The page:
I think maybe this bit of danger in my spirit came from my family tree. My Great Aunt Ella was a bit of an adventurer. She loved driving and when us kids were older she loved exploring with us. I remember once she came to see us in Spangle and we went for a drive and we talked her into going fast down the road. If you went over the gravel roads fast it was like riding a roller coaster with the same effect. We were having a grand time till we came to a railroad crossing which my aunt did not see and we took it doing 60 miles an hour. Us kids were laughing so hard it hurt but my poor Aunt Ella looked like she was having a coronary. We went home right after that and it was a long time later that Aunt Ella drove us anywhere.
One time when Aunt Ella came to see us she found out about a new slide they were introducing at Shadle Park. (Now keep in mind that Aunt Ella was in her early 70's at this time.)Nothing would do but we had to go ride that slide. This was when Fiberglas slides first came out and you had to ride gunny sacks on them. Well we all got in the car with mom and Aunt Ella and headed to Shadle Park to check it out. It was supposed to be the largest slide ever made. Six lanes and three stories tall! So each of us took turns going down the slide but we noticed that the only ones that went fast was Aunt Ella who was riding with my brother. When we mentioned this to the lady on the slide she said "yes, the heavier the riders the faster you go." Well that was it, Aunt Ella had to ride with each of us. Finally we figured out a way to put the gunny sacks together so four of us could ride together and with Aunt Ella in the lead we flew down the slide.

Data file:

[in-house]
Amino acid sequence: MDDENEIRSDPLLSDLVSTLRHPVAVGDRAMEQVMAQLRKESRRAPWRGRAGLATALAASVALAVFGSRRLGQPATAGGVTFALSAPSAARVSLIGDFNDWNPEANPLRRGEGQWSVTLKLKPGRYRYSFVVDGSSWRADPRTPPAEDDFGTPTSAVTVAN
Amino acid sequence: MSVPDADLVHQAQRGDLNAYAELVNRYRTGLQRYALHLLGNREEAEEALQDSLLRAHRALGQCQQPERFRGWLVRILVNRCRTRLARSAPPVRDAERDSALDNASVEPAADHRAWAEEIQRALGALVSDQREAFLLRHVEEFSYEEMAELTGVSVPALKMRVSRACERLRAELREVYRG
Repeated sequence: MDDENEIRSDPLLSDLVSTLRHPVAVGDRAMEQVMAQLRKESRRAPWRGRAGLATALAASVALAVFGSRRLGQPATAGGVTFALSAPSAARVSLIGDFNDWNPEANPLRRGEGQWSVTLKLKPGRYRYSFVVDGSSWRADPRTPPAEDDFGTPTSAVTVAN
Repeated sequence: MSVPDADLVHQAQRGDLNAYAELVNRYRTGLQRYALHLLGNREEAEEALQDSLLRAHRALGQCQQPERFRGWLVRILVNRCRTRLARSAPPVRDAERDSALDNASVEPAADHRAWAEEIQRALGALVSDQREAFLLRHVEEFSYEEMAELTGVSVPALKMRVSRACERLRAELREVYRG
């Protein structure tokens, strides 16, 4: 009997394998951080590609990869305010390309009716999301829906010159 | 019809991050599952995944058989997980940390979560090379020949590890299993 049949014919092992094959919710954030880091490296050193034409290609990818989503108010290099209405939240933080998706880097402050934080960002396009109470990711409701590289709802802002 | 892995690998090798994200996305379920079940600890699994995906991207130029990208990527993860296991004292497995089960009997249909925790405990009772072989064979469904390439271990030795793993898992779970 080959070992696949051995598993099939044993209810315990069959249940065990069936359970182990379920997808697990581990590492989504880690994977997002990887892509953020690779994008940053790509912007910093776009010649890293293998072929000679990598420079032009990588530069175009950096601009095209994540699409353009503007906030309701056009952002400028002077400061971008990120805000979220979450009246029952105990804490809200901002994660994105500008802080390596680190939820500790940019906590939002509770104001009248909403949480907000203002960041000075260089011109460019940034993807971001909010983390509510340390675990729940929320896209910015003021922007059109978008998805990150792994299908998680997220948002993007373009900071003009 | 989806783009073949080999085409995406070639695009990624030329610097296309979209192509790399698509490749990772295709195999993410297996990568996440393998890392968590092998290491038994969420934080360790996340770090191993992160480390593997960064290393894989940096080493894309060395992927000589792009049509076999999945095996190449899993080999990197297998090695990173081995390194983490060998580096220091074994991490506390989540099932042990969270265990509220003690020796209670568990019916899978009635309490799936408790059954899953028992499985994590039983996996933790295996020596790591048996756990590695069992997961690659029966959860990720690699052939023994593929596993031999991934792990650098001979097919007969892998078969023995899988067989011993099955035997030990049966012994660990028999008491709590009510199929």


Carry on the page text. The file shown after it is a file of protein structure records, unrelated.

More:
Yet a different summer, Aunt Ella came over to see us and help mom out with some painting. The harvesting in the fields was finished so all the fields were clear and smooth and we could ride our bikes through them without a lot of trouble. We had been telling Aunt Ella about our winter and sledding and somehow she got it into her head that we could do the same thing with a wagon. So we grabbed our little red wagon and went up our hill beside our house. Now keep in mind that this hill was so steep that you could stand at the top of it and not see the bottom since it kind of doubled in on itself about half way down the hill. It was great for sledding!! Aunt Ella wanted to be the first one down the hill in the wagon so she jumped in the wagon grabbed the handle and off she went! At what point she went airborne is hard to say! The wagon actually didn't hit ground very often on that ride down.. at least not till it reached the bottom of the hill. I think about the second time it set down on the ground and bounced back up into the air, Aunt Ella went flying petticoats and all through the air to land flat on her back and totally silent. We thought she was dead! We ran down the hill ( I have to give her credit though she made it about half way down the hill which is a big deal!!) When we met up with her she sat up and laughed and laughed and said she wanted to do it all over again! But maybe another time! We did note she changed her mind the next day. Aunt Ella could barely walk!! She was better in about a week but wanted to hold off riding down the hill till her next visit.
When Aunt Ella was 80 she reroofed her house by herself. She drove until she was 92 years old and Aunt Ella never stopped enjoying adventures till the day she died.Seems Aunt Ella wasnt the only one who enjoyed wild rides on a wagon.
Aunt Ella would have loved Whidbey Island